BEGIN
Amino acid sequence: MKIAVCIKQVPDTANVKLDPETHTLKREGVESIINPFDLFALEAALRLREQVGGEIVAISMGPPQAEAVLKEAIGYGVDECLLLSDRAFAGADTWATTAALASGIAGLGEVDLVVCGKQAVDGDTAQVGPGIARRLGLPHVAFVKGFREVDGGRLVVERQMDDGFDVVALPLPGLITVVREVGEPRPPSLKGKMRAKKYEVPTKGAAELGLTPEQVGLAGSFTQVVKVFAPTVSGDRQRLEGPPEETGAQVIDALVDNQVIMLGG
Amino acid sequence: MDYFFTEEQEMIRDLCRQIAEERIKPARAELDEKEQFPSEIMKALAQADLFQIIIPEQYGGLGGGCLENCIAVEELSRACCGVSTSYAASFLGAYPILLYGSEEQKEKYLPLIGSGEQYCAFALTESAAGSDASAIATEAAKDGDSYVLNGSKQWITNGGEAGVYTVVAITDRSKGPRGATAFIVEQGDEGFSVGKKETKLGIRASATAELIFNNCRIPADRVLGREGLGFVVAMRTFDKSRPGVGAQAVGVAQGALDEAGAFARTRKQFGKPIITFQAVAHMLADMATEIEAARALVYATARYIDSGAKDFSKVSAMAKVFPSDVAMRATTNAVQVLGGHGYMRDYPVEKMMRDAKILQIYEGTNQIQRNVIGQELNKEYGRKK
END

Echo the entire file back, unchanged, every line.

Amino acid sequence: MKIAVCIKQVPDTANVKLDPETHTLKREGVESIINPFDLFALEAALRLREQVGGEIVAISMGPPQAEAVLKEAIGYGVDECLLLSDRAFAGADTWATTAALASGIAGLGEVDLVVCGKQAVDGDTAQVGPGIARRLGLPHVAFVKGFREVDGGRLVVERQMDDGFDVVALPLPGLITVVREVGEPRPPSLKGKMRAKKYEVPTKGAAELGLTPEQVGLAGSFTQVVKVFAPTVSGDRQRLEGPPEETGAQVIDALVDNQVIMLGG
Amino acid sequence: MDYFFTEEQEMIRDLCRQIAEERIKPARAELDEKEQFPSEIMKALAQADLFQIIIPEQYGGLGGGCLENCIAVEELSRACCGVSTSYAASFLGAYPILLYGSEEQKEKYLPLIGSGEQYCAFALTESAAGSDASAIATEAAKDGDSYVLNGSKQWITNGGEAGVYTVVAITDRSKGPRGATAFIVEQGDEGFSVGKKETKLGIRASATAELIFNNCRIPADRVLGREGLGFVVAMRTFDKSRPGVGAQAVGVAQGALDEAGAFARTRKQFGKPIITFQAVAHMLADMATEIEAARALVYATARYIDSGAKDFSKVSAMAKVFPSDVAMRATTNAVQVLGGHGYMRDYPVEKMMRDAKILQIYEGTNQIQRNVIGQELNKEYGRKK